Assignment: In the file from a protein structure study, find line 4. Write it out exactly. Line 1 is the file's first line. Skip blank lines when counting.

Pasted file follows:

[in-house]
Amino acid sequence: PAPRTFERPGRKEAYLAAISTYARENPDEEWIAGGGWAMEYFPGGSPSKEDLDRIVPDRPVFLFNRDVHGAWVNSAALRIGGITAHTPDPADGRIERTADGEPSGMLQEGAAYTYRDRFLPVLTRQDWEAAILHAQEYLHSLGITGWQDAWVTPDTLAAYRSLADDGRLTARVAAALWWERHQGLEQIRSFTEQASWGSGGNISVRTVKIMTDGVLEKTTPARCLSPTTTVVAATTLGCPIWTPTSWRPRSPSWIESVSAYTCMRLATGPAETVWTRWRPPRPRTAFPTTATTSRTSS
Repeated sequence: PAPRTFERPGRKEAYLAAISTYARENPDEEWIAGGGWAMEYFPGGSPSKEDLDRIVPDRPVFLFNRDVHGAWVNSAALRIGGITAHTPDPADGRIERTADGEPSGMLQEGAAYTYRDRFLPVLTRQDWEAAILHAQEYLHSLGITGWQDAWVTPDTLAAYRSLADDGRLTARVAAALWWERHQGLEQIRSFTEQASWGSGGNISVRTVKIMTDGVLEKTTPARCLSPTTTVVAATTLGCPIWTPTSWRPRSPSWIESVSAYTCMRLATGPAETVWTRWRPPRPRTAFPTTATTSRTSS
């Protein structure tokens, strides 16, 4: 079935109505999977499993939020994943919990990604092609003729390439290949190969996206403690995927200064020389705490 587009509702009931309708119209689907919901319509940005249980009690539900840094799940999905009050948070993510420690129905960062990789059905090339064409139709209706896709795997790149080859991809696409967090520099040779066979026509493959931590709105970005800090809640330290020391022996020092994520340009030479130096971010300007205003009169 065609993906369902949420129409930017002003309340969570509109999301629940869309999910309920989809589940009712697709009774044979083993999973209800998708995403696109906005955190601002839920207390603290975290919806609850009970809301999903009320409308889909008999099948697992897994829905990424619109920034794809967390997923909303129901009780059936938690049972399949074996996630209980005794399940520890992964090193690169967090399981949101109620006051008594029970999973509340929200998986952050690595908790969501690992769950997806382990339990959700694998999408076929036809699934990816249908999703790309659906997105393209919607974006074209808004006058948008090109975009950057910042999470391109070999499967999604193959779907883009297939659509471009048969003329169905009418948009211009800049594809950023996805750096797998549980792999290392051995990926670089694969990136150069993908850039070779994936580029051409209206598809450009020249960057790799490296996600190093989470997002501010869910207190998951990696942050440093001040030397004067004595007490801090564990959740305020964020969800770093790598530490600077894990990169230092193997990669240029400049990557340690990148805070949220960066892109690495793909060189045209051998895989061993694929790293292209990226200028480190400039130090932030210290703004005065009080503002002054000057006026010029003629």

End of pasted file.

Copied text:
């Protein structure tokens, strides 16, 4: 079935109505999977499993939020994943919990990604092609003729390439290949190969996206403690995927200064020389705490 587009509702009931309708119209689907919901319509940005249980009690539900840094799940999905009050948070993510420690129905960062990789059905090339064409139709209706896709795997790149080859991809696409967090520099040779066979026509493959931590709105970005800090809640330290020391022996020092994520340009030479130096971010300007205003009169 065609993906369902949420129409930017002003309340969570509109999301629940869309999910309920989809589940009712697709009774044979083993999973209800998708995403696109906005955190601002839920207390603290975290919806609850009970809301999903009320409308889909008999099948697992897994829905990424619109920034794809967390997923909303129901009780059936938690049972399949074996996630209980005794399940520890992964090193690169967090399981949101109620006051008594029970999973509340929200998986952050690595908790969501690992769950997806382990339990959700694998999408076929036809699934990816249908999703790309659906997105393209919607974006074209808004006058948008090109975009950057910042999470391109070999499967999604193959779907883009297939659509471009048969003329169905009418948009211009800049594809950023996805750096797998549980792999290392051995990926670089694969990136150069993908850039070779994936580029051409209206598809450009020249960057790799490296996600190093989470997002501010869910207190998951990696942050440093001040030397004067004595007490801090564990959740305020964020969800770093790598530490600077894990990169230092193997990669240029400049990557340690990148805070949220960066892109690495793909060189045209051998895989061993694929790293292209990226200028480190400039130090932030210290703004005065009080503002002054000057006026010029003629």